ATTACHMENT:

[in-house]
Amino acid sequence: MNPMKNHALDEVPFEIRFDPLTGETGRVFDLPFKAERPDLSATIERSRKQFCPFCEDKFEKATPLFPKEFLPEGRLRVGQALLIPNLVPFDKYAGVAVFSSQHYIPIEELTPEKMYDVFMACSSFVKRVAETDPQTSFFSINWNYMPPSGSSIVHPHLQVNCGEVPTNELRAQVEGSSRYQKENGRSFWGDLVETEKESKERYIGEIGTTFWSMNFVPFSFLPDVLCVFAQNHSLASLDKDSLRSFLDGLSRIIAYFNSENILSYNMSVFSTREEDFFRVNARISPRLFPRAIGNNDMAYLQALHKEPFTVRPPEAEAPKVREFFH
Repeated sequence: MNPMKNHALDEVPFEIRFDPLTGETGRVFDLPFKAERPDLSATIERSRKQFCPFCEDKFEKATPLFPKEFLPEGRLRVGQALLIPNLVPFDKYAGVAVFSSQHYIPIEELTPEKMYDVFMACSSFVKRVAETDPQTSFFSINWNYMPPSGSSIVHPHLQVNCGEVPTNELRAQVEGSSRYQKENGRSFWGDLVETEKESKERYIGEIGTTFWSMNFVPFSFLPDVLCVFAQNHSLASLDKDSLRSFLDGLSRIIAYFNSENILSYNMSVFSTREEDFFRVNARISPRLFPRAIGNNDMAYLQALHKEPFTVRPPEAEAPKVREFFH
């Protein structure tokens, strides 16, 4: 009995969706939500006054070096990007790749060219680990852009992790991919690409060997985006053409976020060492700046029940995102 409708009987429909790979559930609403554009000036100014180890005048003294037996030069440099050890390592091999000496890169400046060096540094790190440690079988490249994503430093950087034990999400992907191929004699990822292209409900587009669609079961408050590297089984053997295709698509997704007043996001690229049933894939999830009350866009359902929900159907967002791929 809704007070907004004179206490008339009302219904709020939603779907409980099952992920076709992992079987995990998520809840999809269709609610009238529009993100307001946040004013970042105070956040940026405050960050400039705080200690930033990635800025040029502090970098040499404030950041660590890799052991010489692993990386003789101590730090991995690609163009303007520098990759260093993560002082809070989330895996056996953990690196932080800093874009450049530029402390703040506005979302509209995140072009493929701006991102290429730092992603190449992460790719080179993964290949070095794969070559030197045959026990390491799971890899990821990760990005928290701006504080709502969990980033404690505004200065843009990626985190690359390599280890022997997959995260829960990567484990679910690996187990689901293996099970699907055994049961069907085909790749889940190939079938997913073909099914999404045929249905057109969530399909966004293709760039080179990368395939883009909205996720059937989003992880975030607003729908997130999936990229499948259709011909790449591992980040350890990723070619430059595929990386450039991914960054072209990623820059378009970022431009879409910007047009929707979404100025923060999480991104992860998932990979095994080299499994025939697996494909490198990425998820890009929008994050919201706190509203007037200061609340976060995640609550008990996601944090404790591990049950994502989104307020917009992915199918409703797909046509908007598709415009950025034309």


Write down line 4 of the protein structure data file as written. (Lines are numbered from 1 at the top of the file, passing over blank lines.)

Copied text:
């Protein structure tokens, strides 16, 4: 009995969706939500006054070096990007790749060219680990852009992790991919690409060997985006053409976020060492700046029940995102 409708009987429909790979559930609403554009000036100014180890005048003294037996030069440099050890390592091999000496890169400046060096540094790190440690079988490249994503430093950087034990999400992907191929004699990822292209409900587009669609079961408050590297089984053997295709698509997704007043996001690229049933894939999830009350866009359902929900159907967002791929 809704007070907004004179206490008339009302219904709020939603779907409980099952992920076709992992079987995990998520809840999809269709609610009238529009993100307001946040004013970042105070956040940026405050960050400039705080200690930033990635800025040029502090970098040499404030950041660590890799052991010489692993990386003789101590730090991995690609163009303007520098990759260093993560002082809070989330895996056996953990690196932080800093874009450049530029402390703040506005979302509209995140072009493929701006991102290429730092992603190449992460790719080179993964290949070095794969070559030197045959026990390491799971890899990821990760990005928290701006504080709502969990980033404690505004200065843009990626985190690359390599280890022997997959995260829960990567484990679910690996187990689901293996099970699907055994049961069907085909790749889940190939079938997913073909099914999404045929249905057109969530399909966004293709760039080179990368395939883009909205996720059937989003992880975030607003729908997130999936990229499948259709011909790449591992980040350890990723070619430059595929990386450039991914960054072209990623820059378009970022431009879409910007047009929707979404100025923060999480991104992860998932990979095994080299499994025939697996494909490198990425998820890009929008994050919201706190509203007037200061609340976060995640609550008990996601944090404790591990049950994502989104307020917009992915199918409703797909046509908007598709415009950025034309």